Representing ACIAR, Syed Mousawi commended capacity development activities organized by CIMMYT since the 1970s, which have raised the quality of crop research in Afghanistan and provided a vital link to the global science community over the years.

Participants also recommended extending CIMMYT outreach work, offering training in extension, introducing advanced technologies, and support for and training in varietal maintenance, conservation agriculture, experimental designs, research farm management, data analysis and data management.

2016 ICARDA annual report–Enhancing resilience, helping dryland communities to thrive

The hottest on record, 2016 also marked another year that ICARDA has been on the frontlines of agricultural sustainability and innovation. The 2016 annual report highlights the organization’s efforts to provide farmers throughout the drylands with the latest tools, resources, and training to ensure that their livelihoods — and food security — are resilient to the increasing onslaught of climate change.

Click here to view or download a copy of the full report.

On-line: The 2016 WHEAT annual report

The challenge for WHEAT is no less than to raise the productivity, affordability and quality of wheat and wheat-based foods for 2.5 billion resource-poor consumers in 89 countries today, as well as meeting rising demand from a world population expected to surpass 9 billion by mid-century.

Click here to see how 2016 activities and advances in science and partnerships are empowering farmers and catalyzing wheat value chains, amid political instability, fragile food markets and warmer and erratic weather.

ICARDA researchers receive Olam Prize for innovation in food security

MONTPELLIER, France (June 5, 2017) – The 2017 Olam Prize for Innovation in Food Security was awarded to the “Adapting durum wheat varieties to the Senegal Basin for food security” project led by Filippo Maria Youssef Bassi, durum wheat breeder at the International Center for Agricultural Research in the Dry Area (ICARDA).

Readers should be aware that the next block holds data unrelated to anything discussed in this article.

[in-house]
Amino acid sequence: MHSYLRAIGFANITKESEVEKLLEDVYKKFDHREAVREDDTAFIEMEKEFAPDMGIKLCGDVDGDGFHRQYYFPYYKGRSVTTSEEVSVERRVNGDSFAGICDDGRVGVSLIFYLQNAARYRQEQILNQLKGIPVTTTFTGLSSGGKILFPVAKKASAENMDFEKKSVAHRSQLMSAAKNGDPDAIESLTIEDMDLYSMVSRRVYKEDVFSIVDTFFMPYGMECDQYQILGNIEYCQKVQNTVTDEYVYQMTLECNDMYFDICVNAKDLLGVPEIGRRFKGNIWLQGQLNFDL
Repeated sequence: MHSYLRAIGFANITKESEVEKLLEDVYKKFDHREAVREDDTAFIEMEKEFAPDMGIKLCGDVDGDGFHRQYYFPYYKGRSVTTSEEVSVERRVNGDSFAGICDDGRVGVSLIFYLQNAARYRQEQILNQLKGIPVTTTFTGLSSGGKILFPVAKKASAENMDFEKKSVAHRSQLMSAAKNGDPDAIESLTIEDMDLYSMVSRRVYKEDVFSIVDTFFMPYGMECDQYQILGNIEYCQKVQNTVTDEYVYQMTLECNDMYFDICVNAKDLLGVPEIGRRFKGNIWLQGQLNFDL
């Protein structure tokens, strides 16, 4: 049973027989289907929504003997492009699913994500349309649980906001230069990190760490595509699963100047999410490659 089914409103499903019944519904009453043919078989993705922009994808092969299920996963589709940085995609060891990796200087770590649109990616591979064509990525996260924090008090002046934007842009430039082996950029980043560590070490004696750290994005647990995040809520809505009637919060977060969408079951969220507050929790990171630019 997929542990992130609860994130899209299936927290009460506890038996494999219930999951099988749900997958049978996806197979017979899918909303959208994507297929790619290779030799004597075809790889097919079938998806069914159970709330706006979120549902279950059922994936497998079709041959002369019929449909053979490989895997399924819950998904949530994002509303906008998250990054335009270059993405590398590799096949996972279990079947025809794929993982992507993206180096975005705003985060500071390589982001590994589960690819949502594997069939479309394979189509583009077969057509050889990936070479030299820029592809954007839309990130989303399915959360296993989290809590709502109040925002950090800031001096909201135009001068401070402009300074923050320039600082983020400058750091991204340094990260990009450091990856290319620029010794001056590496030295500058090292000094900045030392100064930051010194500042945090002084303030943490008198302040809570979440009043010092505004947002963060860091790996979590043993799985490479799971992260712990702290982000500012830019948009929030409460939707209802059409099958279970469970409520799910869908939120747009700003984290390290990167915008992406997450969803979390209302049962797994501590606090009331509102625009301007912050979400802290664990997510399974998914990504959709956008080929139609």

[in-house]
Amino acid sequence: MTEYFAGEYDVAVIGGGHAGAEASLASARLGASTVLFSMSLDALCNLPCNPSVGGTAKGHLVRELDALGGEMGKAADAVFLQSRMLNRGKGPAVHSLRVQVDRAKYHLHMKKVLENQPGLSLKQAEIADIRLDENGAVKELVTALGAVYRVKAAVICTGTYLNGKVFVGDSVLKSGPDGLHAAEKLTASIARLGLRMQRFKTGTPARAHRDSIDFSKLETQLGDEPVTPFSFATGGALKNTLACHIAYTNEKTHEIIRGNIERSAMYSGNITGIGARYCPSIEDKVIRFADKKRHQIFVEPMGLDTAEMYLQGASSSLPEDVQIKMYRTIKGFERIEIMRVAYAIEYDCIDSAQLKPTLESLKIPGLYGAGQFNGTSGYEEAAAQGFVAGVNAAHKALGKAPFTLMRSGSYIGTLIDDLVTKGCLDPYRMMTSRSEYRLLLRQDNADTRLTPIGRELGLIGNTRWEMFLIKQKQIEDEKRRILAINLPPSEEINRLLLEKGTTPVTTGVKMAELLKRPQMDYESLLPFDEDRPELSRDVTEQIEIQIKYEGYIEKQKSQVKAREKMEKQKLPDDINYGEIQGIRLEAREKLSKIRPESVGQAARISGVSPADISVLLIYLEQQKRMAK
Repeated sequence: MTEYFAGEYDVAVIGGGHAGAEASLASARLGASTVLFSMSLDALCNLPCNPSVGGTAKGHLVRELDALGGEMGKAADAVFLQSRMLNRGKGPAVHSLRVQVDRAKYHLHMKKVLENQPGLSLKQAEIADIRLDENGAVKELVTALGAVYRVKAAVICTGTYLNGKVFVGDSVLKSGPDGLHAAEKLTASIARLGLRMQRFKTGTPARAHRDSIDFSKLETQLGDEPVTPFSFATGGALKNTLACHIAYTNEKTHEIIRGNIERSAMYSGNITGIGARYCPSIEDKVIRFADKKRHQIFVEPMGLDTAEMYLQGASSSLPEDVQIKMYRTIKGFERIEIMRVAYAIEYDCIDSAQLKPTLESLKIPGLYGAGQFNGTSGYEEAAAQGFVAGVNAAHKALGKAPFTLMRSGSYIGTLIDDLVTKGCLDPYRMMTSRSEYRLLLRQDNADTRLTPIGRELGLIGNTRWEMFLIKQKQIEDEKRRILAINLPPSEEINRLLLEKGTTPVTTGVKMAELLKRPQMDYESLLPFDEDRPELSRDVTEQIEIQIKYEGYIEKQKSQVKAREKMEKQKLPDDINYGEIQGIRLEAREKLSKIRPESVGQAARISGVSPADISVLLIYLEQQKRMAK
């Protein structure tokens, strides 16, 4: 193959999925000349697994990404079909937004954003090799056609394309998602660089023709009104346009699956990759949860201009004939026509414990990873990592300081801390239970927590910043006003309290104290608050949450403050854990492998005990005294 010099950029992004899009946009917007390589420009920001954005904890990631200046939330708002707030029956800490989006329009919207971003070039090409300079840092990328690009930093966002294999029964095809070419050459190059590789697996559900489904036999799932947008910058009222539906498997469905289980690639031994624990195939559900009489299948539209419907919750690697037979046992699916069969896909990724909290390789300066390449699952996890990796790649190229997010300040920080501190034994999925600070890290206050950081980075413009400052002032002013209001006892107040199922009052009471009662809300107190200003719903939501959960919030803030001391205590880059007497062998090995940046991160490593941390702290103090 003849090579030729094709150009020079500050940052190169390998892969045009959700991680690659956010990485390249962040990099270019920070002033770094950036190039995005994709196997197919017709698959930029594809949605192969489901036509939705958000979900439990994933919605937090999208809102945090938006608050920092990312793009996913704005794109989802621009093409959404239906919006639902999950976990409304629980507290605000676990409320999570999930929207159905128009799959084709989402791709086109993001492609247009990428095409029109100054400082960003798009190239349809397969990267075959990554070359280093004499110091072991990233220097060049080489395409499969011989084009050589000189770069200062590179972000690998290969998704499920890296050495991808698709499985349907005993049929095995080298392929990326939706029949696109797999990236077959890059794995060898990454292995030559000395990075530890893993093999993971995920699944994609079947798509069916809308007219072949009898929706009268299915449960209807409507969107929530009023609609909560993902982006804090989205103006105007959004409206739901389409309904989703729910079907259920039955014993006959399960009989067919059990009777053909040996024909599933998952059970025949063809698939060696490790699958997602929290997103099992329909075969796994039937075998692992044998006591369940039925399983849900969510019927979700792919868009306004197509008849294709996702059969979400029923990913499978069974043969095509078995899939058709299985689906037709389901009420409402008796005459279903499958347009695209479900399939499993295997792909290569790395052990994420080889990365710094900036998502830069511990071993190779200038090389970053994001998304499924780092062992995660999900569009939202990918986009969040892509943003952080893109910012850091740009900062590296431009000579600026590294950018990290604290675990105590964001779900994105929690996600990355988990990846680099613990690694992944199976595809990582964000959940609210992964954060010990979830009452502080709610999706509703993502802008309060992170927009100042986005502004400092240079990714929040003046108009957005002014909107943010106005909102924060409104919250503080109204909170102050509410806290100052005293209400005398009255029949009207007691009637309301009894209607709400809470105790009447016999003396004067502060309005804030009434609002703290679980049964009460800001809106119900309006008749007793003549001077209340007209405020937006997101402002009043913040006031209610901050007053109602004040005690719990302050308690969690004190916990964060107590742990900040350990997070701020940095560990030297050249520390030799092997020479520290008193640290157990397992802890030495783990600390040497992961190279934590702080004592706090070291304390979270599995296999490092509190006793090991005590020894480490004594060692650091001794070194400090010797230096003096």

Moving zinc-enriched wheat into the mainstream

By Matthew O’Leary/CIMMYT

EL BATAN, Mexico (May 30,2017)– In an effort to stamp out hidden hunger, scientists are calling for support to make zinc-biofortification a core trait in the world’s largest wheat breeding program.

At least 2 billion people around the world suffer from micronutrient deficiency, or hidden hunger, which is characterized by iron-deficiency anemia, vitamin A and zinc deficiency.

Zinc deficiency remains a crucial health issue in sub-Saharan Africa and South Asia. As a key nutrient in red meat, zinc deficiency is prevalent in areas of high cereal and low animal food consumption.

Strengthening African women’s participation in wheat farming

By Dina Najjar/ICARDA

Gender inequality is a recurring feature of many agricultural production systems across the wheat-growing regions of Africa, and women farmers often lack access to credit, land, and other inputs. The result: limited adoption of new innovations, low productivity and income, and a missed opportunity to enhance household food security and prosperity.

2015 ICARDA annual report: Towards Dynamic Drylands

icarda-2015-cover-mr

By Mike Listman/CIMMYT

BEIRUT, Lebanon (October 7, 2016) – ICARDA’s work in the severely food-and water-stressed Middle Eastern and North African countries puts it in a strong position to contribute to stability in the region, addressing the root causes of the migration—food insecurity, unemployment, drought and environmental degradation.

Center outcomes in 2015 add to the body of evidence that demonstrates a clear potential and path towards productive and climate-resilient livelihoods for smallholders and livestock producers – a road towards ‘Dynamic Drylands’ – the theme of ICARDA’s 2015 Annual Report, which we proudly present.